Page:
Representative Jamie Flitner came to learn that serving on the House Education Committee during an ongoing fiscal crisis is no easy task. For the freshman Rep., balancing a dwindling budget with a mandate to equitably and adequately fund education has proven increasingly difficult.
On Tuesday, House Bill 236 — the education committee’s omnibus education spending bill — was approved 43-16-1 on third reading and is moving on to the Wyoming Senate. The uncertainty regarding the solution for the funding crisis — from additional cuts to a sales and use tax increase — continues to challenge Flitner’s ideological stance.
“I’ve been really struggling with that,” she said during a Tuesday morning interview. “We just can’t make enough cuts to make up the budget shortfall — it’s like being between a rock and a hard place.”
In addition to her own ideological battle, Flitner must balance the dueling interests of her diverse constituents, preventing her from adopting a singular solution to the budget crunch.
“I’ve heard from a couple of educators…that say ‘please don’t cut’ or ‘don’t undo the good that’s been created in schools.’ I’ve also heard comments requesting [cuts] be made at a local level — that district be allowed to make their own cuts. On the other side of the coin, people are saying ‘you need to cut more and not tax us.’”
As of now, Flitner prefers that districts retain control over the direction of any potential budget cuts. “Rather than making a mandate at the state level,” she said, “I’d rather that the districts be allowed to do that.” Flitner said the sentiment is common among educators when given the choice.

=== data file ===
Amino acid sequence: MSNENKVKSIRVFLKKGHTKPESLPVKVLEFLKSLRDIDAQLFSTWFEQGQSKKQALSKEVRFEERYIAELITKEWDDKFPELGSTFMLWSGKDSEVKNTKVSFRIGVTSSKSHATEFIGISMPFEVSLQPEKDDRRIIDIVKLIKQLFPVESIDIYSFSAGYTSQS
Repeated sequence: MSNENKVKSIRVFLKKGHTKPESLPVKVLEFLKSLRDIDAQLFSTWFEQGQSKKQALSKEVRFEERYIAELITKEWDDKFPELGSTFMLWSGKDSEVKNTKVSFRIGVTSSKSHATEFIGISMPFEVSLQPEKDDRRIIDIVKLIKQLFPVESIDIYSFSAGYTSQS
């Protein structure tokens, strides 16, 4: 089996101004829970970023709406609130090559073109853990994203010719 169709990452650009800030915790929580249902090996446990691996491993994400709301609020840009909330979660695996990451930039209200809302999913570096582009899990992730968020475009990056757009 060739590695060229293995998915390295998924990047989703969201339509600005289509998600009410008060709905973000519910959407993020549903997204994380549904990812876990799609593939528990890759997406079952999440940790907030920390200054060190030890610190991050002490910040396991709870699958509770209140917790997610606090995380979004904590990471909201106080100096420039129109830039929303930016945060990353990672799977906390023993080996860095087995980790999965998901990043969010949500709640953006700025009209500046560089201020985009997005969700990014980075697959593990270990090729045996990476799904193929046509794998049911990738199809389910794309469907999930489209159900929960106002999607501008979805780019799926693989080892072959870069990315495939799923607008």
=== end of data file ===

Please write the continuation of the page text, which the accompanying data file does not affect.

Additionally, she believes the number of professional development days should not be reduced as it results in an estimated $5,000 reduction in pay. “I don’t think it’s fair to ask people to take a cut in pay, especially when [our district] has such great educators. We’ve done such great things in our district, I’d hate to have to undo anything.”
In addition to the continuing education debate, this week the Joint Appropriations Committee released their supplemental budget bill, outlining roughly $30 million in additional cuts to the 2017-18 biennial budget.
Originally approved by the legislature in 2016, Gov. Matt Mead reduced the state budget by $245 million prior to approval. With no immediate relief in sight to the state’s economic situation, the bill calls to reduce government spending by cutting roughly 135 full-time and 10 part-time state employees. In addition to the mandated cuts, the bill requires Gov. Mead to identify 75 additional positions to be cut prior to the end of the biennium.
Gov. Mead warned against future cuts to programs and offices, arguing that the impact of the last round of cuts has yet to be fully realized. Flitner has yet to adopt a position on the issue, as she desires to fully evaluate the merits of additional reductions to state government and other programs.
“Wading through the budget bill is completely new to me,” she said. “I’ve made some inquiries [regarding] consolidation of state offices – I would much rather they continue to cut from the top than services which reach the public.”
Flitner equated her role within state government to that of an armchair quarterback – while she may not participate in many of the programs and or work in the offices, her decisions and judgements still impact them.
“I see a lot of state workers [at the Capitol] and, while I’m sure they’re probably important, you start to wonder if all the offices we have statewide are absolutely necessary,” she said.
The House will continue to debate the budget bill with action expected in the coming weeks.